Republic of the Philippines
G.R. No. L-37603 March 15, 1982
CONSUELO LAZARO, petitioners,
PEOPLE OF THE PHILIPPINES, HON. ALFREDO C. REYES and FISCAL MANUEL R. MAZA, respondents.
In this petition for certiorari and prohibition, the petitioner, Consuelo Lazaro, seeks to annul two Orders of the Circuit Criminal Court stationed at Cabanatuan City, namely. 1) the Order dated February 23, 1973 (Annex "D", petition) denying the petitioner's motion to quash and 2) the Order dated September 11, 1973 (Annex "N", Petition) denying the petitioner's motion to dismiss.
The essential facts are not disputed. On February 8, 1973, the respondent fiscal filed an information (Annex "A", Petition) with the Circuit Criminal Court stationed at Cabanatuan City and presided over by the respondent judge charging the petitioner with parricide and docketed therein as Criminal Case No. CCC-IV-5 (73)-N.E. The information reads as follows:
That on or about the 20th day of January 1973, at Sto. Domingo St., San Jose City, Republic of the Philippines, and within the jurisdiction of this honorable Court, the accused, CONSUELO LAZARO @ Connie, @ Consuelo Lazaro Pascual, being then the lawfully wedded wife of Arturo D. Pascual, Jr., their marriage having been celebrated and performed on January 20, 1963, at the St. Joseph's Holy Roman Catholic Church of San Jose City, and while said marriage was still valid and subsisting, with the use of a firearm and with intent to kill, did then and there wilfully, unlawfully and feloniously shoot her husband, Arturo D. Pascual, Jr., also known as Junior, inside the bedroom where the spouses aforenamed were then dwelling, thereby hitting and inflicting upon him a gunshot wound at his neck which pierced the neck of the victim thru and thru with entrance located at the back portion of the neck and with the exit located on the front portion of the neck thereby showing that the victim was shot by the accused while said victim's back was towards the accused, resulting in the victim's instantaneous death due to shock as a result of profuse hemorrhage.
That the commission of the offense by the accused was attended by the following aggravating circumstances: (1) treachery; (2) evident premeditation; and, (3) taking advantage of nighttime.
On February 13, 1973, the petitioner, as defendant in said criminal case, filed a motion to quash (Annex "B", Petition) the information on the ground of lack of jurisdiction.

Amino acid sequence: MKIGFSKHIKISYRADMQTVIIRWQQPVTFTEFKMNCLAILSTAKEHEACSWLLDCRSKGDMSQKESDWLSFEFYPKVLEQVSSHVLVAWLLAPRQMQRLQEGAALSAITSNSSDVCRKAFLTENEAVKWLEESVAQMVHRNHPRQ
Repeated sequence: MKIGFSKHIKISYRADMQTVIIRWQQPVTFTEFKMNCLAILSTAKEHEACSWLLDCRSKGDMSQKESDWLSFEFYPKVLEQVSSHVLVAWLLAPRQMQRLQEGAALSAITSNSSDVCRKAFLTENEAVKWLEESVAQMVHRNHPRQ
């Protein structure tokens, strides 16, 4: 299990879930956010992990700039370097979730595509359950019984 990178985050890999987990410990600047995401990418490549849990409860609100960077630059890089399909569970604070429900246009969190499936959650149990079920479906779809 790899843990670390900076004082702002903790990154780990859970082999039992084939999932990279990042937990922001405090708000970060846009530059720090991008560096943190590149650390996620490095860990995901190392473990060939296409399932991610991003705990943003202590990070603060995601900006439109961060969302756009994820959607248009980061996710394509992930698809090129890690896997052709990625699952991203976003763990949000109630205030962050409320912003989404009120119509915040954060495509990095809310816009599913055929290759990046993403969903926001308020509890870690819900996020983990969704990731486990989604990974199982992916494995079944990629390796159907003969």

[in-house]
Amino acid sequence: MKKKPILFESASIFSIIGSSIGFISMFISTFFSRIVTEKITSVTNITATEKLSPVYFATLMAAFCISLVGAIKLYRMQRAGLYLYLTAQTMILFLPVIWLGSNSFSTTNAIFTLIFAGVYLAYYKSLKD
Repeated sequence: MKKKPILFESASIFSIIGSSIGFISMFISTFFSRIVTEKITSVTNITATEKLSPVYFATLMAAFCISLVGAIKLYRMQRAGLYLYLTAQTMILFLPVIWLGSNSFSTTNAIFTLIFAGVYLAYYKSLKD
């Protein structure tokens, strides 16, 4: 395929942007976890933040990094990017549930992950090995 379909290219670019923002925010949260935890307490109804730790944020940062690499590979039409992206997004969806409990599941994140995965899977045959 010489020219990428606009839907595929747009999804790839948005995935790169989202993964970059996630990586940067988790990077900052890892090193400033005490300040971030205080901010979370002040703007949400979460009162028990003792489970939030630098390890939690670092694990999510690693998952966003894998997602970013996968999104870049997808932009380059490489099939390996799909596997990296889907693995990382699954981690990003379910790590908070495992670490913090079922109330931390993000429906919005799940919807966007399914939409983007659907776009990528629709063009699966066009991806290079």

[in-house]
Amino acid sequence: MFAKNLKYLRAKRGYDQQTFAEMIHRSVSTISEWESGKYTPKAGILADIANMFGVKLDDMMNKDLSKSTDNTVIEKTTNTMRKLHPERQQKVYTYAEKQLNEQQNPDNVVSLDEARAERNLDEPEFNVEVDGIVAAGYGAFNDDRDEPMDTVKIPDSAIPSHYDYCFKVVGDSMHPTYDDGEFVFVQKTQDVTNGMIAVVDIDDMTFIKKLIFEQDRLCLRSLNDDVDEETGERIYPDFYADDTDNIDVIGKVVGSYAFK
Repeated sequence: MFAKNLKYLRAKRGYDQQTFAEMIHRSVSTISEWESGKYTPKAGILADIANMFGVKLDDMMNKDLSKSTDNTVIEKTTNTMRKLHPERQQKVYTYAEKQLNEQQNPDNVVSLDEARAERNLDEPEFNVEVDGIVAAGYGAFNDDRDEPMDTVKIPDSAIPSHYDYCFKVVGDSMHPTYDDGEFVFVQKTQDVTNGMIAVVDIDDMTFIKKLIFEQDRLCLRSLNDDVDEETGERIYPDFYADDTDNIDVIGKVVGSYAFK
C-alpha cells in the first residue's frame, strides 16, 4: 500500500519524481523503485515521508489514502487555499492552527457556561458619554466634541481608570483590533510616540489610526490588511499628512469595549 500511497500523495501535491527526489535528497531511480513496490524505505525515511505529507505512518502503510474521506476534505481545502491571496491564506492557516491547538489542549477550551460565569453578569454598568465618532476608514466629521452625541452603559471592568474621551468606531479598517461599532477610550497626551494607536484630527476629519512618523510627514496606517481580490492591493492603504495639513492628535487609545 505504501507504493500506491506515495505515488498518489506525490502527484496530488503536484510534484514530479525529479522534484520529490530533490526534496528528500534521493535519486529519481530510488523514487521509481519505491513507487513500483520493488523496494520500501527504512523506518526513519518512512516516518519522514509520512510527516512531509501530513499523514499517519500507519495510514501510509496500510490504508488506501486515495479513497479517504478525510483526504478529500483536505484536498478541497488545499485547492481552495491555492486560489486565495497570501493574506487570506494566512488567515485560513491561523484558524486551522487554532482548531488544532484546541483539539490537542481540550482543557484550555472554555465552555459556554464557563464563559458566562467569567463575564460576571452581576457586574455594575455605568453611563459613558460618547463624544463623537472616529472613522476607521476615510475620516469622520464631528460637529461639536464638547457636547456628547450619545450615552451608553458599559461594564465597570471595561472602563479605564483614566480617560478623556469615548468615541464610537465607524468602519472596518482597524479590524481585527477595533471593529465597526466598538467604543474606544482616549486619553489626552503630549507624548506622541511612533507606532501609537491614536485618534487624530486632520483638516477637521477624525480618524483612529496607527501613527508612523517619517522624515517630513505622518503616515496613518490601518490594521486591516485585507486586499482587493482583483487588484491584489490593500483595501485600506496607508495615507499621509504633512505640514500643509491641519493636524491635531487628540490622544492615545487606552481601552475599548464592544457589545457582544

On February 23, 1973, the respondent judge issued an Order (Annex "D", Petition) denying the petitioner's motion to quash and set the arraignment of the defendant (petitioner herein) for March 1, 1973. This is the first Order of the respondent judge that the petitioner seeks to annul in this petition.
As scheduled on March 1, 1973, the respondent was arraigned and pleaded not guilty.
On March 5, 1973, the prosecution staff of the Military Tribunals at Camp Emilio Aguinaldo, Quezon City, advised the respondent judge "that the Military Tribunals have exclusive jurisdiction over the case for violation of General Orders Nos. 6 and 7 in relation to Presidential Decree No. 9 (Illegal Possession of Firearm) and parricide" and reiterated a prior request for "the transfer of the case of Consuelo Lazaro for illegal possession of firearm and parricide" to the Military Tribunals. On the same day, the respondent judge turned over to the Prosecution Staff of the Military Tribunals the records of Criminal Case No. CCC-IV-5 (73)-N.E. which is the parricide case against the petitioner.
On June 14, 1973, the Chief of the Prosecution Staff of the Military Tribunals filed with the Military Tribunals an Amended Charge Sheet charging the petitioner with "Illegal Possession of Firearm used in Parricide" allegedly in violation of Presidential Decree No. 9, par. 1(a) The Charge Sheet reads as follows:
In that said accused CONSUELO LAZARO, @ CONSUELO LAZARO PASCUAL & CONNIE, a person subject to trial by the Military Tribunals in accordance with General Orders Nos. 8 and 12, dated September 27 and 30, 1972, respectively, of the President of the Philippines, on or about 20 January 1973 at San Jose City, Philippines, and not being allowed or authorized by law to keep, possess and carry firearms, did then and there wilfully, unlawfully and feloniously have in her possession, control and custody a firearm, to wit:
Caliber .357, Magnum, CTG, Python 356, Revolver, SN-91276
without first obtaining the necessary license and/or permit to carry and possess the same, and in connection and by reason of such possession, did, then and there, wilfully, unlawfully and feloniously fire and shoot Arturo D. Pascual, Jr., her lawfully wedded husband, thus inflicting upon the latter wound and injury which caused the death of the latter as a consequence. 1
The Charge Sheet was docketed as Criminal Case No. MC-1-16.
Upon the amended Charge, the petitioner, as defendant, was arraigned and tried by the Military Tribunal. After trial, the Military Commission No. I found the petitioner guilty of "Illegal Possession of Firearm used in the Commission of Parricide" and sentenced her to the mandatory penalty of death. The decision of the Military Tribunals was sent for review to the Military Board of Review. 2